More than 80 pieces created by artists with developmental disabilities are on exhibit at a prominent art museum.

The San Francisco Museum of Modern Art is currently displaying the works as part of a new exhibit called “Creative Growth: The House That Art Built.”

The collection includes acrylic painting, oil pastel drawing, ceramics sculpture and film by artists from the Creative Growth Art Center, an Oakland, Calif. center for individuals with developmental disabilities.

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Last year, the San Francisco Museum of Modern Art acquired more than 150 pieces by 23 artists with developmental disabilities affiliated with Creative Growth and two other Bay Area art centers. With the purchases, the museum became one of the largest holders of works by artists with disabilities in the world.

The current exhibit, coinciding with Creative Growth’s 50th anniversary, features many of the acquisitions.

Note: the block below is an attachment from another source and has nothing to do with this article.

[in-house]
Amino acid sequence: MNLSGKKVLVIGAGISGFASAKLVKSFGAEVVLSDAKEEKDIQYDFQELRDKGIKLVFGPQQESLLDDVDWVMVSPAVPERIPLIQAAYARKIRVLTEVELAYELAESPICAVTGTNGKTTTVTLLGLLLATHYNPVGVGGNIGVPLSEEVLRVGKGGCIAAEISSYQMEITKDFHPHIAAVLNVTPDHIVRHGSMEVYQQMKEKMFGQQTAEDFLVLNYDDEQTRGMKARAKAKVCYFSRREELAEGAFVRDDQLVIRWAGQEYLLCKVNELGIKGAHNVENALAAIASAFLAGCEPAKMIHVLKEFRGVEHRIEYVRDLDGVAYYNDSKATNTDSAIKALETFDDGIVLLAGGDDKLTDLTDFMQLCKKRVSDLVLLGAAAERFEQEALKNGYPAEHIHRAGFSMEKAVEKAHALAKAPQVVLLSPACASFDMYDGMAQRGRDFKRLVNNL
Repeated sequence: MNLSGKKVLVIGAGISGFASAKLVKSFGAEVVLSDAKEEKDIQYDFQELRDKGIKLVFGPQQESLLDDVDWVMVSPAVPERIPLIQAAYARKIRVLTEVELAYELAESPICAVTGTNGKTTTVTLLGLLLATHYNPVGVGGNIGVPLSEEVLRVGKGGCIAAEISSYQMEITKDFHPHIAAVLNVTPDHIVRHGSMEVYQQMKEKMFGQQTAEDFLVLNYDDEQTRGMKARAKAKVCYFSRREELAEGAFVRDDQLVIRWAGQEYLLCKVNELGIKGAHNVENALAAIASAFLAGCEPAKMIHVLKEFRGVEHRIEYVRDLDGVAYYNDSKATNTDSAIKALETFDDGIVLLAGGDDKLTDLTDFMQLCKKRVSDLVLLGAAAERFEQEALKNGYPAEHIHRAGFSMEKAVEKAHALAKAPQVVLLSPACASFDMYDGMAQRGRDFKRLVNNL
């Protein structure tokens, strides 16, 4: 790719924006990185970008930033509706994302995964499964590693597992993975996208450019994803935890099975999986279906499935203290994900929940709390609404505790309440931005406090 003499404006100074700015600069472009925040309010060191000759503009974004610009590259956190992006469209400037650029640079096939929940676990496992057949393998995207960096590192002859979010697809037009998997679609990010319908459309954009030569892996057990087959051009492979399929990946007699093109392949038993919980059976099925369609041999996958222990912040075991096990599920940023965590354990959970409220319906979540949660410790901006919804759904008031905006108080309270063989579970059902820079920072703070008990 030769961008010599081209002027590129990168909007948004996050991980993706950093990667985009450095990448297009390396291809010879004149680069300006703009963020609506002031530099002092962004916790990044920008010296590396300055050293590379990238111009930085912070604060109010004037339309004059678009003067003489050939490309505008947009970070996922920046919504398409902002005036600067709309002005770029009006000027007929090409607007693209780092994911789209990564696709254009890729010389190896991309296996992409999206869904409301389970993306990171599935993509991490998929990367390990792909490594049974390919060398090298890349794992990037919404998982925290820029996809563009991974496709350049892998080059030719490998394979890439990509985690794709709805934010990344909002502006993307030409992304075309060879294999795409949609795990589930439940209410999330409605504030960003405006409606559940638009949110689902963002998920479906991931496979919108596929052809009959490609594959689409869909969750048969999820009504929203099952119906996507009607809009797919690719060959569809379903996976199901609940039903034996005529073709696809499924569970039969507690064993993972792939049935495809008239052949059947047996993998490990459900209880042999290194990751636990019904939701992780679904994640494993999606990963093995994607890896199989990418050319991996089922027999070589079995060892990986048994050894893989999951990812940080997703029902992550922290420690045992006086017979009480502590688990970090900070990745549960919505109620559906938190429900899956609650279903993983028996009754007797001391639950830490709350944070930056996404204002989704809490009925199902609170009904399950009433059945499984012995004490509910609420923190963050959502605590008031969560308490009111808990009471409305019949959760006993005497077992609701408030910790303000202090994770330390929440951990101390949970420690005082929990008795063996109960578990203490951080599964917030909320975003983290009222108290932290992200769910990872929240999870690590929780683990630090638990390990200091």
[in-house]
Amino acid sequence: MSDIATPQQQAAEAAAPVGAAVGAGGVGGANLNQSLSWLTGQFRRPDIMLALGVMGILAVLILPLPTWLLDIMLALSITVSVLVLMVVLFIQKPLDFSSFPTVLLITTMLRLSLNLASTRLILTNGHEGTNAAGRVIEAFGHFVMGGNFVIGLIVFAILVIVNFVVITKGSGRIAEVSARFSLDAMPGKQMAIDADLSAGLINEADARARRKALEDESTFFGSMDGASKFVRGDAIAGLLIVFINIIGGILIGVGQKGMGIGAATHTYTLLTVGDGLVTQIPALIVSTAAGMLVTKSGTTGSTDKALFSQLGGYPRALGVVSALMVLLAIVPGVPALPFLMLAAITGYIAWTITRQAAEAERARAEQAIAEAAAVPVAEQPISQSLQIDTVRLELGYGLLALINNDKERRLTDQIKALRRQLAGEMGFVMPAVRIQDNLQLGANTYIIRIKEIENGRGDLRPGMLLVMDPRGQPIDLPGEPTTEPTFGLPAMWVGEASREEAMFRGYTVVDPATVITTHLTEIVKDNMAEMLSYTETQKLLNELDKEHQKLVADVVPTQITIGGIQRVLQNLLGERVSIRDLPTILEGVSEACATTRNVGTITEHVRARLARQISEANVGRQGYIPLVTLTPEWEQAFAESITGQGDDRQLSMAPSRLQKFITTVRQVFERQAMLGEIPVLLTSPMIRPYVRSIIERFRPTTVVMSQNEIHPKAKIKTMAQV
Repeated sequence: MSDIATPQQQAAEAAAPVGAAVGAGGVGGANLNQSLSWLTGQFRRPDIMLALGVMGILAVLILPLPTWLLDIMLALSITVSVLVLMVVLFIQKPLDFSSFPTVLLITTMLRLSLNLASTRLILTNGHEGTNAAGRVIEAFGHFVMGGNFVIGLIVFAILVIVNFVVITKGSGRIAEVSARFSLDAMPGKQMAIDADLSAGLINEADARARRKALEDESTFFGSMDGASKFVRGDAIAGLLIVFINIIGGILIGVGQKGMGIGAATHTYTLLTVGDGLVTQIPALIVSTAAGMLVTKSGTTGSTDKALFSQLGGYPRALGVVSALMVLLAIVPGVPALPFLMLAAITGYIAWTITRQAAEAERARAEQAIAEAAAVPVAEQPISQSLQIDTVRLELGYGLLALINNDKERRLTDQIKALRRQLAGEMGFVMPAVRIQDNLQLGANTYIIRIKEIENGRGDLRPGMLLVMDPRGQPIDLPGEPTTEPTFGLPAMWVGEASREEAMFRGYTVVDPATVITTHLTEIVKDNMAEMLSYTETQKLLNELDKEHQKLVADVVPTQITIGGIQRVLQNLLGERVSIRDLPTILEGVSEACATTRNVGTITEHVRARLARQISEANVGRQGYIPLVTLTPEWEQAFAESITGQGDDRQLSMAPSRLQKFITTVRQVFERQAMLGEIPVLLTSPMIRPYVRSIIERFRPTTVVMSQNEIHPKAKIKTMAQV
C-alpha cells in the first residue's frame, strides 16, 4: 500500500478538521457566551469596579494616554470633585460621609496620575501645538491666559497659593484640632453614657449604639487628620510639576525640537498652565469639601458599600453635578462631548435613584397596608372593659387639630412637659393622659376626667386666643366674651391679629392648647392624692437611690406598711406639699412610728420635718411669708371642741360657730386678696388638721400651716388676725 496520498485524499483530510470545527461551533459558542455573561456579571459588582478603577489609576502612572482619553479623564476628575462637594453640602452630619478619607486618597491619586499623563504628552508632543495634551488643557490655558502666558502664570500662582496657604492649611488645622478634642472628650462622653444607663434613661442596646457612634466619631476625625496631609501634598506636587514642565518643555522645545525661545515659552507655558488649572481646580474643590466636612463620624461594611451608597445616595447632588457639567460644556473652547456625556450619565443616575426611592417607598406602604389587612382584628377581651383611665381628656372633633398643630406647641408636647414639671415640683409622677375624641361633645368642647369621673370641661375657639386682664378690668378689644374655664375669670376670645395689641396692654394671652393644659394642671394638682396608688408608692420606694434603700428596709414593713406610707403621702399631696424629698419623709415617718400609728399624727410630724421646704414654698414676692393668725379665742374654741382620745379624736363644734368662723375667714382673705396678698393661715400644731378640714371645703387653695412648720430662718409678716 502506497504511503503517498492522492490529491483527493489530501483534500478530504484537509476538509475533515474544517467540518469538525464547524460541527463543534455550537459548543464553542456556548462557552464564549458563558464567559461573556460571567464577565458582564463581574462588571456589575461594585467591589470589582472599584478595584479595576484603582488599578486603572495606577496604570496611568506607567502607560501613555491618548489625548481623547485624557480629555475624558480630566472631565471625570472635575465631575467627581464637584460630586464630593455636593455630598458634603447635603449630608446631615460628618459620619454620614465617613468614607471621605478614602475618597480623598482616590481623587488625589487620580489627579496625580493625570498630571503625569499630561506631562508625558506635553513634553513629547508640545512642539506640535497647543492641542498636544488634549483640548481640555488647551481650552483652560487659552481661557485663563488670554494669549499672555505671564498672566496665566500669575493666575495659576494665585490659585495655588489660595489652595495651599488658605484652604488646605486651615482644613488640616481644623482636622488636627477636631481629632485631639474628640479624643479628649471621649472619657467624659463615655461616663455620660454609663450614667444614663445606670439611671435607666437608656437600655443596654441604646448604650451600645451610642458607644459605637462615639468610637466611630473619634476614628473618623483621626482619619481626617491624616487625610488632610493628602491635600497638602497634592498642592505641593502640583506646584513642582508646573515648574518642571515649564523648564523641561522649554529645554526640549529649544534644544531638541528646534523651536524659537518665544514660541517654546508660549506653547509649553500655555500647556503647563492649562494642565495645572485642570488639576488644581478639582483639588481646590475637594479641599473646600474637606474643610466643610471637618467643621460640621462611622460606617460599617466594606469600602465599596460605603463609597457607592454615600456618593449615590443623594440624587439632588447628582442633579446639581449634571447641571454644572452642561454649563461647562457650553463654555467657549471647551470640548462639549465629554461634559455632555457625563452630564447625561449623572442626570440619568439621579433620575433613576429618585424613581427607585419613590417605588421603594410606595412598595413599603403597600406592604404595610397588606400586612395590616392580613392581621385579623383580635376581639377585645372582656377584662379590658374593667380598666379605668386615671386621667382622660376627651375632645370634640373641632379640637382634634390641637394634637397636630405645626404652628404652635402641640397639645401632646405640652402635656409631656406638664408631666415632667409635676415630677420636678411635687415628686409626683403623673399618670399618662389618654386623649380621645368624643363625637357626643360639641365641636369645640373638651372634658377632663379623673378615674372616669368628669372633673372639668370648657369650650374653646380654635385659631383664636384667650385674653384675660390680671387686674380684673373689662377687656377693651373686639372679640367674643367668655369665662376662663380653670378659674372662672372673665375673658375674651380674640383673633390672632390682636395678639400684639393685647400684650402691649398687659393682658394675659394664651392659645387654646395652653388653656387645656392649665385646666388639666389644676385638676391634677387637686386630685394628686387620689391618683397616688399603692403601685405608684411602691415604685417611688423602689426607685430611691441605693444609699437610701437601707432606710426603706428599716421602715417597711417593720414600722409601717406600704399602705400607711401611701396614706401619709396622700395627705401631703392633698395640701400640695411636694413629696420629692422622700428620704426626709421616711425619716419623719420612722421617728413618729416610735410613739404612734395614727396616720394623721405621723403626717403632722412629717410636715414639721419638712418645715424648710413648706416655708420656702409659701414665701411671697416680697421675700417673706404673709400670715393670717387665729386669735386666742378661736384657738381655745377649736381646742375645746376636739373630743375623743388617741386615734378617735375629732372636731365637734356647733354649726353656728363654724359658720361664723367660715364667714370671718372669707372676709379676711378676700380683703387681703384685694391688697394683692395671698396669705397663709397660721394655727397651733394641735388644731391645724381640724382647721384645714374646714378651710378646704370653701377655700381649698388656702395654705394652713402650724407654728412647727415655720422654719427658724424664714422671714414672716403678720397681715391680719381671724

“We are both honored and humbled to partner with Creative Growth Art Center in this historic moment and present an exhibition that displays the staggering breadth of skill, vibrancy and imagination emerging from Creative Growth artists,” said Christopher Bedford, the museum’s director. “This effort closely aligns with SFMOMA’s vision to engage a more diverse range of artists and audiences, and our ongoing work to make the museum more accessible.”

The exhibit includes art created between 1981 and 2021 as well as archival material detailing the history of Creative Growth and its impact on the arts and the disability movement.

In addition, the San Francisco Museum of Modern Art is presenting a major commission by Creative Growth artist William Scott in the entryway to its second-floor galleries.

Both the Creative Growth exhibit and the Scott commission will be on display through Oct. 6.

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